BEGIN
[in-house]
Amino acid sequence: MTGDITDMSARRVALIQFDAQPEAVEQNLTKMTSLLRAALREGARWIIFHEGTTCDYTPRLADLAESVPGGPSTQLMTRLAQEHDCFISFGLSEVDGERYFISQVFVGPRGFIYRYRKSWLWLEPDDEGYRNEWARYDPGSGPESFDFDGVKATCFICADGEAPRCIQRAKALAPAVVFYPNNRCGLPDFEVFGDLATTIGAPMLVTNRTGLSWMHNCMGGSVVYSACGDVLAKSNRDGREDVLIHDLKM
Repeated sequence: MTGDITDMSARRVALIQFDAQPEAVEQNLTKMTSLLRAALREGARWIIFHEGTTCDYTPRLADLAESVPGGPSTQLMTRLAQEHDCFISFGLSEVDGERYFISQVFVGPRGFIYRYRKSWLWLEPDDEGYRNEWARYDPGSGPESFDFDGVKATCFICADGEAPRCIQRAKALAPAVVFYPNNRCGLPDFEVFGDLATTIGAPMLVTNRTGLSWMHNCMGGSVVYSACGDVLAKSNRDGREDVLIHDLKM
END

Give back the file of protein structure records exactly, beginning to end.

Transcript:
[in-house]
Amino acid sequence: MTGDITDMSARRVALIQFDAQPEAVEQNLTKMTSLLRAALREGARWIIFHEGTTCDYTPRLADLAESVPGGPSTQLMTRLAQEHDCFISFGLSEVDGERYFISQVFVGPRGFIYRYRKSWLWLEPDDEGYRNEWARYDPGSGPESFDFDGVKATCFICADGEAPRCIQRAKALAPAVVFYPNNRCGLPDFEVFGDLATTIGAPMLVTNRTGLSWMHNCMGGSVVYSACGDVLAKSNRDGREDVLIHDLKM
Repeated sequence: MTGDITDMSARRVALIQFDAQPEAVEQNLTKMTSLLRAALREGARWIIFHEGTTCDYTPRLADLAESVPGGPSTQLMTRLAQEHDCFISFGLSEVDGERYFISQVFVGPRGFIYRYRKSWLWLEPDDEGYRNEWARYDPGSGPESFDFDGVKATCFICADGEAPRCIQRAKALAPAVVFYPNNRCGLPDFEVFGDLATTIGAPMLVTNRTGLSWMHNCMGGSVVYSACGDVLAKSNRDGREDVLIHDLKM